A h, New Orleans: a city where people roll out of bed and immediately wonder, "Where should I eat today?" followed soon after by, "Where should I drink today?" And while you can (and must, really) ping-pong between an extraordinary assortment of dives, oyster bars, cocktail hotspots, and white-tablecloth eateries during your time in the Crescent City, it's only fair to take a break every once and a while… if only to give yourself time to plan the next meal.
Courtesy of Hi Lo Lounge
City Park | AAlex81/Shutterstock
Martine Boyer/Thrillist
Algiers Point, West Bank | Dante Nicholas/Thrillist
Flickr/Julie McGalliard
Courtesy of Southern Food and Beverage Museum
Euclid Records NOLA
Flickr/Don Pirolo
Flickr/Darrell Miller
Flickr/Infrogmation of New Orleans
The National WWII Museum
Jorg Hackemann / Shutterstock.com
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1. Hi-Ho Lounge 2239 Saint Claude Ave, New Orleans, LA 70117

Hi-Ho Lounge is one of the original venues on arts-centric St. Claude Avenue that regularly features a wide array of local and national jazz, funk, electronic, and indie rock acts. Its programming also includes burlesque shows and documentary film screenings.

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2. The Canal Street Ferry 1 Canal St, New Orleans, LA (French Quarter)

Quickie geography lesson. Orleans Parish spans both sides of the Mississippi River -- known as the East Bank (where most of the action takes place) and the West Bank -- with a whole, charming-as-hell neighborhood known as Algiers Point anchoring the riverside just across from the French Quarter. The Canal Street/Algiers Ferry crosses between the two neighborhoods and offers stunning city views.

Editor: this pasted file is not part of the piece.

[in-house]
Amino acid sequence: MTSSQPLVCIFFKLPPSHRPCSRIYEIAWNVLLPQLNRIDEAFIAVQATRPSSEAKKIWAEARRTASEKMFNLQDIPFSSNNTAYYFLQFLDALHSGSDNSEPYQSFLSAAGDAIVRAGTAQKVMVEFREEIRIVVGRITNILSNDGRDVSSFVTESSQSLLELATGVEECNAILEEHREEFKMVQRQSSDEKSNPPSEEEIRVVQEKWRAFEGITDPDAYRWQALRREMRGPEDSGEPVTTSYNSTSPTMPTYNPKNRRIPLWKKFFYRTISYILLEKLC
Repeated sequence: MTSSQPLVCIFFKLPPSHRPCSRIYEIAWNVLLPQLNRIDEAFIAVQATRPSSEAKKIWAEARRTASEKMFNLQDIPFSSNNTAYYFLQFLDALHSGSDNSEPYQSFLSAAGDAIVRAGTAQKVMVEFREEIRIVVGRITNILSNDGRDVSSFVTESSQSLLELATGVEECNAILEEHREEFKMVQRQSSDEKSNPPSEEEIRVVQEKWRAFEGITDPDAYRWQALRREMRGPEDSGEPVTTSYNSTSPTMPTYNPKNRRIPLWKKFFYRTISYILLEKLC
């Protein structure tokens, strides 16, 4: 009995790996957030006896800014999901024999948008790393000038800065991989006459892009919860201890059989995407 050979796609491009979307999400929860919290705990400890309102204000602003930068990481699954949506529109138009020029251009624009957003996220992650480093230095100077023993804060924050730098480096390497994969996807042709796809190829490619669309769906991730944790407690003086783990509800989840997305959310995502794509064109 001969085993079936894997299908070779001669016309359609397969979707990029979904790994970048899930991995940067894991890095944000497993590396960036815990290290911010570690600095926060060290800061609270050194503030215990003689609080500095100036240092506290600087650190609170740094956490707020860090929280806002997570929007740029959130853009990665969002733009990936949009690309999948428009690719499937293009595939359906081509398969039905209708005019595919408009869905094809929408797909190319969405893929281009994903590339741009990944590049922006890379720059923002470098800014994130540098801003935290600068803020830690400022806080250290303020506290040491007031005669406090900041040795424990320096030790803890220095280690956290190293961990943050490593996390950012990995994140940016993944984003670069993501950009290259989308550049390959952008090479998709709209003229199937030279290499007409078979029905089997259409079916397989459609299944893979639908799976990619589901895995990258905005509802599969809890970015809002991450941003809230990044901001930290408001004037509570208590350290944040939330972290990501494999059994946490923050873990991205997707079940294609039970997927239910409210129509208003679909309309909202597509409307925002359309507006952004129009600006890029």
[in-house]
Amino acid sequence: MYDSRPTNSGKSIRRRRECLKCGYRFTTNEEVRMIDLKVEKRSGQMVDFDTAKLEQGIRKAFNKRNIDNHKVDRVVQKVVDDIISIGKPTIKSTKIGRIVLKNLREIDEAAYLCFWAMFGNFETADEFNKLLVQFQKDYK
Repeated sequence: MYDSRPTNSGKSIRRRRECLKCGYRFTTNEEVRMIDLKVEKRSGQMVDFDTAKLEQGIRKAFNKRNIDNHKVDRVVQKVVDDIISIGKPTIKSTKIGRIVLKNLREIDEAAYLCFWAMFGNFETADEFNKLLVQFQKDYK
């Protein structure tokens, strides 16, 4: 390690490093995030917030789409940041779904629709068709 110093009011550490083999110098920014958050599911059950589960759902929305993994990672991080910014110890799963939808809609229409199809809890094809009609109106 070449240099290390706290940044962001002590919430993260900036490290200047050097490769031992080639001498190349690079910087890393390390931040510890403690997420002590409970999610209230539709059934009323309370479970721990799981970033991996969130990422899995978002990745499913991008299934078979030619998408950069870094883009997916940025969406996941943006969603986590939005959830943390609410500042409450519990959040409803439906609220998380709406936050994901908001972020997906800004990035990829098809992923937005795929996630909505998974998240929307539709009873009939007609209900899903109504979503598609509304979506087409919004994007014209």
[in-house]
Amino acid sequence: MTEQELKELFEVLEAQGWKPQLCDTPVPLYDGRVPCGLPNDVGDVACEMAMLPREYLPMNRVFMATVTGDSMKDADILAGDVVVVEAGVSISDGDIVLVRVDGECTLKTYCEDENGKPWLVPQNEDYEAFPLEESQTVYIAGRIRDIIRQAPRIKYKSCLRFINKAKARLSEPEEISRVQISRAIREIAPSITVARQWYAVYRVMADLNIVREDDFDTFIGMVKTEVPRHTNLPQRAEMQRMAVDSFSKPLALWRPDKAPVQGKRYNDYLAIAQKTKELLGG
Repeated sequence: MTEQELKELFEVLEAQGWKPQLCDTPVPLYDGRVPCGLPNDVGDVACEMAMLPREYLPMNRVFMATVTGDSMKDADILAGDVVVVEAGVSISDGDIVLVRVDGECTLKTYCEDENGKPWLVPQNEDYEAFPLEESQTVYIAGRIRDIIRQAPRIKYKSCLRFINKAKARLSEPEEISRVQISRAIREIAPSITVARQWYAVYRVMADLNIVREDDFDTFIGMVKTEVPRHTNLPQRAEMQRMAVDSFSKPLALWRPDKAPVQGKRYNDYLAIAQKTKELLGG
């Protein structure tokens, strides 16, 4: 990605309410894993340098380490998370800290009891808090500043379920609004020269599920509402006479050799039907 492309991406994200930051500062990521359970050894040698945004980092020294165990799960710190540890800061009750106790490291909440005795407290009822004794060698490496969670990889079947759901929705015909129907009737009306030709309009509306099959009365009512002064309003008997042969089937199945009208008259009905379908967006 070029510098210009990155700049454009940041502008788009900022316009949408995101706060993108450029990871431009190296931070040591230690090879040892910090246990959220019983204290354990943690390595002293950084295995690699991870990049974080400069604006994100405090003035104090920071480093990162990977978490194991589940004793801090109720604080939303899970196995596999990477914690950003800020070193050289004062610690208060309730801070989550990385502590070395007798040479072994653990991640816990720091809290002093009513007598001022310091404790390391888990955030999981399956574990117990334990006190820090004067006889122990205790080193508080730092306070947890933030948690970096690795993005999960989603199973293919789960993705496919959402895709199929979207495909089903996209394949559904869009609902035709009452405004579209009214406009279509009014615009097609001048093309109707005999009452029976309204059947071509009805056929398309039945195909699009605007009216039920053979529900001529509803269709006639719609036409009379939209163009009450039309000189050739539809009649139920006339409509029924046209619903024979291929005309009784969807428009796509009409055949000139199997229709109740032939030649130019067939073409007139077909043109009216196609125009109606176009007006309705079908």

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3. End of the World Jourdan Ave, New Orleans, LA 70117 (Bywater)

The End of the World is a makeshift park of sorts in the 9th Ward where the levee meets the industrial canal. It’s as no-frills as that provenance would suggest -- but also perfect for picnics, meditation, reading, and checking out fireworks on the Fourth of July.

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4. Vietnamese Farmers Market 4887 Alcee Fortier Blvd, New Orleans, LA 70129

Drive about 20 minutes northeast of the French Quarter and you'll find Versailles, an area with one of the most robust Vietnamese communities outside of Vietnam. Every Saturday morning, a neighborhood parking lot transforms into a farmers market, where predominantly Vietnamese vendors sell produce and herbs like lemongrass, daikon radishes, Thai eggplant, and pomelo grapefruit, as well as live poultry. There are some homemade foods too, like banh tet rice cakes wrapped in a banana leaf. The weekly market starts at 6am, and most stuff tends to be picked over by mid-morning so it goes without saying: get there early.